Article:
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Personal God
A personal god is a deity who can be related to as a person[1] instead of as an impersonal force, such as the Absolute, "the All", or the "Ground of Being". In the scriptures of the Abrahamic religions, God
God
is described as being a personal creator, speaking in the first person and showing emotion such as anger and pride, and sometimes appearing in anthropomorphic shape.[2] In the Pentateuch, for example, God
God
talks with and instructs his prophets and is conceived as possessing volition, emotions (such as anger, grief and happiness), intention, and other attributes characteristic of a human person
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Mother Goddess
A mother goddess is a goddess who represents, or is a personification of nature, motherhood, fertility, creation, destruction or who embodies the bounty of the Earth. When equated with the Earth
Earth
or the natural world, such goddesses are sometimes referred to as Mother Earth
Earth
or as the Earth
Earth
Mother. There is difference of opinion between the academic and the popular conception of the term. The popular view is mainly driven by the Goddess
Goddess
movement and reads that primitive societies initially were matriarchal, worshipping a sovereign, nurturing, motherly earth goddess. This was based upon the nineteenth-century ideas of unilineal evolution of Johann Jakob Bachofen
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Indian Religions
Indian religions
Indian religions
as a percentage of world population    Hinduism
Hinduism
(15%)    Buddhism
Buddhism
(7.1%)    Sikhism
Sikhism
(0.35%)    Jainism
Jainism
(0.06%)   Other (77.49%)Indian religions, sometimes also termed as Dharmic faiths or religions, are the religions that originated in the Indian subcontinent; namely Hinduism, Jainism, Buddhism
Buddhism
and Sikhism. [web 1][note 1] These religions are also all classified as Eastern religions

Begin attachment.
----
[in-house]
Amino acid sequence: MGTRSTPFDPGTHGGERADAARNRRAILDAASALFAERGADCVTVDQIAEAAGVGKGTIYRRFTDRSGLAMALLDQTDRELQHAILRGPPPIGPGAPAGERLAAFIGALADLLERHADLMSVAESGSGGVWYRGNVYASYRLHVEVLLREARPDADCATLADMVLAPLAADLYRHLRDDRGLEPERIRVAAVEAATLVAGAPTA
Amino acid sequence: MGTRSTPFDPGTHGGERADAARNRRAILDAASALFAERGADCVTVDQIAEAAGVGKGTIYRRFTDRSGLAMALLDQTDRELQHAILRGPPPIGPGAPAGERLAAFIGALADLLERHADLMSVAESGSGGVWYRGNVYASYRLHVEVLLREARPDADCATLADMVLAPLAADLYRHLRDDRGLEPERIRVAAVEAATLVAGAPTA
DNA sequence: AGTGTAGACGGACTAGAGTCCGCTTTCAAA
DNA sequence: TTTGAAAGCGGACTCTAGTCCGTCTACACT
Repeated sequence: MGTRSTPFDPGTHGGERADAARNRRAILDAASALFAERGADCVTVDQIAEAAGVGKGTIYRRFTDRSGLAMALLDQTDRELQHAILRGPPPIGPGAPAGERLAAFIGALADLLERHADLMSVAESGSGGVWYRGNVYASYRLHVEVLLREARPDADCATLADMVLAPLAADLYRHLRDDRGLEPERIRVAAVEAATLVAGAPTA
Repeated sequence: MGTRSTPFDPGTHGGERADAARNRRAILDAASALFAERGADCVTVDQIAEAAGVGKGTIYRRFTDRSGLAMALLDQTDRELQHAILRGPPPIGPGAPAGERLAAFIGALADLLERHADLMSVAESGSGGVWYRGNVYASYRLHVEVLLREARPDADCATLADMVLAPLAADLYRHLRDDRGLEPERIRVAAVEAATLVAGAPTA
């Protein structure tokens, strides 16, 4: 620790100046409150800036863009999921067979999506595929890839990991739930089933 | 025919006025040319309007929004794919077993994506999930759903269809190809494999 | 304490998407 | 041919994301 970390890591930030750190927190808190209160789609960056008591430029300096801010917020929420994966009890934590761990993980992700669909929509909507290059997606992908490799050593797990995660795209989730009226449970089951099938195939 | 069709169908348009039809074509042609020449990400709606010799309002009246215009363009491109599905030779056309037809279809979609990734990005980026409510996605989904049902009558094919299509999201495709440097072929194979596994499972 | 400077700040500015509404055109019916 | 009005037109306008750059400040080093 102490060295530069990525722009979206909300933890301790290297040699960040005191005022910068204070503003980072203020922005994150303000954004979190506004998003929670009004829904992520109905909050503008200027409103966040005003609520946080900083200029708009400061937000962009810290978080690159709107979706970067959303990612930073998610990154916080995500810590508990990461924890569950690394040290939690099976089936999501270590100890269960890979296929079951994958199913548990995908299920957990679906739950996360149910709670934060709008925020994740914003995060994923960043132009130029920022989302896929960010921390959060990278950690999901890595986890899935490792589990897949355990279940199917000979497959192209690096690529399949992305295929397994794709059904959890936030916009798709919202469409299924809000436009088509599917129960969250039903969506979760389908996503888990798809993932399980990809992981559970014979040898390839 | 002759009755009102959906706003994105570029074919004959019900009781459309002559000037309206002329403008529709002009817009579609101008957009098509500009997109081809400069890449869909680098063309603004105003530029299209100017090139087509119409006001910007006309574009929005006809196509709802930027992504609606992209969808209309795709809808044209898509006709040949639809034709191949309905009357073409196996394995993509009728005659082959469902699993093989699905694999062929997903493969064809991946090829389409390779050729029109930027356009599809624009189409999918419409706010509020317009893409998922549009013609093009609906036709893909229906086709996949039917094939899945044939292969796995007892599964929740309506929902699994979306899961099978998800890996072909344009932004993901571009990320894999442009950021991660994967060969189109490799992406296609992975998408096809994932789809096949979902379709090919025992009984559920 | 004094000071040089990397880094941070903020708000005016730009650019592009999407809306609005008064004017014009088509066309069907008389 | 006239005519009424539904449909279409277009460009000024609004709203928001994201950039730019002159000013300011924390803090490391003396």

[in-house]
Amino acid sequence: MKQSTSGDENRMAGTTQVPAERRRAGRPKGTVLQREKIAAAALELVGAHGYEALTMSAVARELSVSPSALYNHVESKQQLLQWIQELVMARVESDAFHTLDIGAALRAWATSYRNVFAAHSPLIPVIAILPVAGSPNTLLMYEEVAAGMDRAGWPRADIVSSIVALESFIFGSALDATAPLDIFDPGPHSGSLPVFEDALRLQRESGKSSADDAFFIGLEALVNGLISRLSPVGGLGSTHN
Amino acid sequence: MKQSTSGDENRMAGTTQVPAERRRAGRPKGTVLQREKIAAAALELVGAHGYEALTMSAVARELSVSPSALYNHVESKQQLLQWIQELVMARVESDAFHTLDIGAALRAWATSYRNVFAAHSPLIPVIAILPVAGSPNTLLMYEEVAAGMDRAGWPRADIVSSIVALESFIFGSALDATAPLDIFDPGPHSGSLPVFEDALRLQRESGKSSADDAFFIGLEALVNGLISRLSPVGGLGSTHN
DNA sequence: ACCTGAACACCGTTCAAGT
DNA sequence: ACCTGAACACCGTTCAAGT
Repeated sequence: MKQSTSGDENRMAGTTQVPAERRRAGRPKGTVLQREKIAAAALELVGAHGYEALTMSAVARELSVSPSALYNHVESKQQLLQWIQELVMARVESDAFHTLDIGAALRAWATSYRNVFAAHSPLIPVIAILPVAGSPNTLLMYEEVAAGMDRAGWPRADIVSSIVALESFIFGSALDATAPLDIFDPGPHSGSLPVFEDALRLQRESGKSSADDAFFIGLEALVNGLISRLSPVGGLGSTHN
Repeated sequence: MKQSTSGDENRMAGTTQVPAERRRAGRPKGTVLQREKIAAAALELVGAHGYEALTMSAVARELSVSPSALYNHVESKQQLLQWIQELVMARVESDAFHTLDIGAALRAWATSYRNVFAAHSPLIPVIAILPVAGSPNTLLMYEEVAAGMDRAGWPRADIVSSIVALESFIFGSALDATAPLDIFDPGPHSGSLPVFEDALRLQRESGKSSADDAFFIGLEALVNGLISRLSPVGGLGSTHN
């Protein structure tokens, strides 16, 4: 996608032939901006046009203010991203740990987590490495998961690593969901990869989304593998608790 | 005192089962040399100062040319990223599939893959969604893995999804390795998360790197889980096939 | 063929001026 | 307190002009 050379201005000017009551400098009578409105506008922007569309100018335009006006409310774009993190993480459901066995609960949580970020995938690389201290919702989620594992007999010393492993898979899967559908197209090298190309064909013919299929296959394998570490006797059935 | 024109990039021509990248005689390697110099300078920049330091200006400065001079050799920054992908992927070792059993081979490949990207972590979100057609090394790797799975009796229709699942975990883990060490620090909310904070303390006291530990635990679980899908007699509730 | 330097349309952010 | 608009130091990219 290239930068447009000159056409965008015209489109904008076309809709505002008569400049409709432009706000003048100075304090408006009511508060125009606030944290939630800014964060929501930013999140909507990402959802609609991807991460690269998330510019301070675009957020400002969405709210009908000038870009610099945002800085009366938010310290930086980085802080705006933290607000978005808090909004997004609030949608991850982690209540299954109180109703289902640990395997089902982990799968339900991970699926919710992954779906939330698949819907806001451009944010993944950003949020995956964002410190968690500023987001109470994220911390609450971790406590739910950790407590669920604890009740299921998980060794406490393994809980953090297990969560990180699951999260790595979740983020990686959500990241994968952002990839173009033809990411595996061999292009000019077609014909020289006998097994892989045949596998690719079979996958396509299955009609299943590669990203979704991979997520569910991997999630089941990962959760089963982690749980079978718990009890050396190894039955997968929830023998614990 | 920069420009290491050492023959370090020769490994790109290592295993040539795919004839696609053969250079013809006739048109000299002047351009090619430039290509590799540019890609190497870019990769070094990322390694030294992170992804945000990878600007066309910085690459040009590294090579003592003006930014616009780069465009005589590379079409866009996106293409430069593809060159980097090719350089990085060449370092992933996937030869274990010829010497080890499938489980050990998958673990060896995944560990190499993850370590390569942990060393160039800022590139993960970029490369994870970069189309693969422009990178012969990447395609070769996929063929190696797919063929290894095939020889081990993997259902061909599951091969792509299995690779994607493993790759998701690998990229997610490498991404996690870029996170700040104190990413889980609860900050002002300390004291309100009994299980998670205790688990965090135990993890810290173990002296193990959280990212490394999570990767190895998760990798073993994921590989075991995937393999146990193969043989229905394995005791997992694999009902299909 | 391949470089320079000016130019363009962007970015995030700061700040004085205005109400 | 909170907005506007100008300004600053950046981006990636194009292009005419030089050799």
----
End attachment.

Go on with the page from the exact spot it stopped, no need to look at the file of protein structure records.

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Hongjun Laozu
Hongjun Laozu (simplified Chinese: 鸿钧老祖; traditional Chinese: 鴻鈞老祖; pinyin: Hóngjūn Lǎozǔ; Wade–Giles: Hung-chün Lao-tsu) lit. "Ancestor of the Great Balance" is a deity in Chinese folk religion and Taoism, patriarch of the Three Pure Ones
Three Pure Ones
in Taoist mythology. Hongjun 鴻鈞 is a graphic variant of hungjun (simplified Chinese: 洪钧; traditional Chinese: 洪鈞; pinyin: hóngjūn; Wade–Giles: hung-chün) "primordial nature", as used in the Chinese idiom Xian you hongjun hou you tian 先有鸿钧后有天 "First there was Nature and then there was Heaven". Daoists mythologize Hongjun Laozu as the ancestor of xian "trancendents; immortals" (Werner 1922:133-134) and use the honorific name Hongyuan Laozu (simplified Chinese: 鸿元老祖; traditional Chinese: 鴻元老祖; pinyin: Hóngyuán Lǎozǔ; Wade–Giles: Hung-yuan Lao-tsu) "Great Primal Ancestor"
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Shangdi
Model humanity:Xian ZhenrenWen and wuPracticesFenxiang JingxiangFeng shui MiaohuiWu shamanismJitong mediumshipPrecious scrollsInstitutions and templesAssociations of good-doingLineage associations or churchesChinese temple Ancestral shrineChinese Folk Temples' AssociationFestivalsQingming Zhongyuan Zhongqiu Jiuhuangye Qixi Duanwu NianInternal traditions Major cultural formsChinese ancestral religionChinese communal deity religionChinese mother goddess worshipNortheast China
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Chinese Theology
Model humanity:Xian ZhenrenWen and wuPracticesFenxiang JingxiangFeng shui MiaohuiWu shamanismJitong mediumshipPrecious scrollsInstitutions and templesAssociations of good-doingLineage associations or churchesChinese temple Ancestral shrineChinese Folk Temples' AssociationFestivalsQingming Zhongyuan Zhongqiu Jiuhuangye Qixi Duanwu NianInternal traditions Major cultural formsChinese ancestral religionChinese communal deity religionChinese mother goddess worshipNortheast China folk religionMain philosophical traditions: Confucianism
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Tawhid
Tawhid
Tawhid
(Arabic: توحيد‎ tawḥīd, meaning "oneness [of God]” also romanized as tawheed, touheed or tevhid[1]) is the indivisible oneness concept of monotheism in Islam.[2] Tawhid
Tawhid
is the religion's central and single-most important concept, upon which a Muslim's entire faith rests
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God The Father
God
God
the Father is a title given to God
God
in various religions, most prominently in Christianity. In mainstream trinitarian Christianity, God
God
the Father is regarded as the first person of the Trinity, followed by the second person God the Son
God the Son